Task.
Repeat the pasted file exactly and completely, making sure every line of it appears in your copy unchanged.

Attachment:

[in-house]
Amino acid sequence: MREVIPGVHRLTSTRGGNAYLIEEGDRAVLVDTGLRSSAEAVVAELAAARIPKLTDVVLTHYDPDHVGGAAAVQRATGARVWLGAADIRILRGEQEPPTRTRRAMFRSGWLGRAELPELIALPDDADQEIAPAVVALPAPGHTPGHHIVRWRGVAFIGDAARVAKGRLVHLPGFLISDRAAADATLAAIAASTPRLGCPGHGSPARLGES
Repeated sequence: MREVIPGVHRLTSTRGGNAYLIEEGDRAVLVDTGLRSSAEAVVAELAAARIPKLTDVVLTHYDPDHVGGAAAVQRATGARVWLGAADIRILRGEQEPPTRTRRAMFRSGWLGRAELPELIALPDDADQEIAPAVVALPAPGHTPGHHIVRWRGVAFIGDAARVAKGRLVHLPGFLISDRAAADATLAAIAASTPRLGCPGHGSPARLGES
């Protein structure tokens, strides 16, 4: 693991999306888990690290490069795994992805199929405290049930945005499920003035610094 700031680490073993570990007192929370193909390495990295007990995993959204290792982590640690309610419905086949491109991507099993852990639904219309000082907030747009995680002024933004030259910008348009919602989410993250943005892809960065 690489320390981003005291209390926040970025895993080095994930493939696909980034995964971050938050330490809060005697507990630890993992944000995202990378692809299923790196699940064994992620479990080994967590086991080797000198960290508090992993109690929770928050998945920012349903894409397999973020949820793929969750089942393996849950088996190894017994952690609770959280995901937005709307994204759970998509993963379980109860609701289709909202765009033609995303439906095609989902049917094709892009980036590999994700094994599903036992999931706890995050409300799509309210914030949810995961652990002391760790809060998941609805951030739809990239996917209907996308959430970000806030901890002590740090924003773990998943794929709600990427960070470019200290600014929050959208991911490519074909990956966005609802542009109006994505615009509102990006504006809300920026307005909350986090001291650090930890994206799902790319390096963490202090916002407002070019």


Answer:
[in-house]
Amino acid sequence: MREVIPGVHRLTSTRGGNAYLIEEGDRAVLVDTGLRSSAEAVVAELAAARIPKLTDVVLTHYDPDHVGGAAAVQRATGARVWLGAADIRILRGEQEPPTRTRRAMFRSGWLGRAELPELIALPDDADQEIAPAVVALPAPGHTPGHHIVRWRGVAFIGDAARVAKGRLVHLPGFLISDRAAADATLAAIAASTPRLGCPGHGSPARLGES
Repeated sequence: MREVIPGVHRLTSTRGGNAYLIEEGDRAVLVDTGLRSSAEAVVAELAAARIPKLTDVVLTHYDPDHVGGAAAVQRATGARVWLGAADIRILRGEQEPPTRTRRAMFRSGWLGRAELPELIALPDDADQEIAPAVVALPAPGHTPGHHIVRWRGVAFIGDAARVAKGRLVHLPGFLISDRAAADATLAAIAASTPRLGCPGHGSPARLGES
């Protein structure tokens, strides 16, 4: 693991999306888990690290490069795994992805199929405290049930945005499920003035610094 700031680490073993570990007192929370193909390495990295007990995993959204290792982590640690309610419905086949491109991507099993852990639904219309000082907030747009995680002024933004030259910008348009919602989410993250943005892809960065 690489320390981003005291209390926040970025895993080095994930493939696909980034995964971050938050330490809060005697507990630890993992944000995202990378692809299923790196699940064994992620479990080994967590086991080797000198960290508090992993109690929770928050998945920012349903894409397999973020949820793929969750089942393996849950088996190894017994952690609770959280995901937005709307994204759970998509993963379980109860609701289709909202765009033609995303439906095609989902049917094709892009980036590999994700094994599903036992999931706890995050409300799509309210914030949810995961652990002391760790809060998941609805951030739809990239996917209907996308959430970000806030901890002590740090924003773990998943794929709600990427960070470019200290600014929050959208991911490519074909990956966005609802542009109006994505615009509102990006504006809300920026307005909350986090001291650090930890994206799902790319390096963490202090916002407002070019």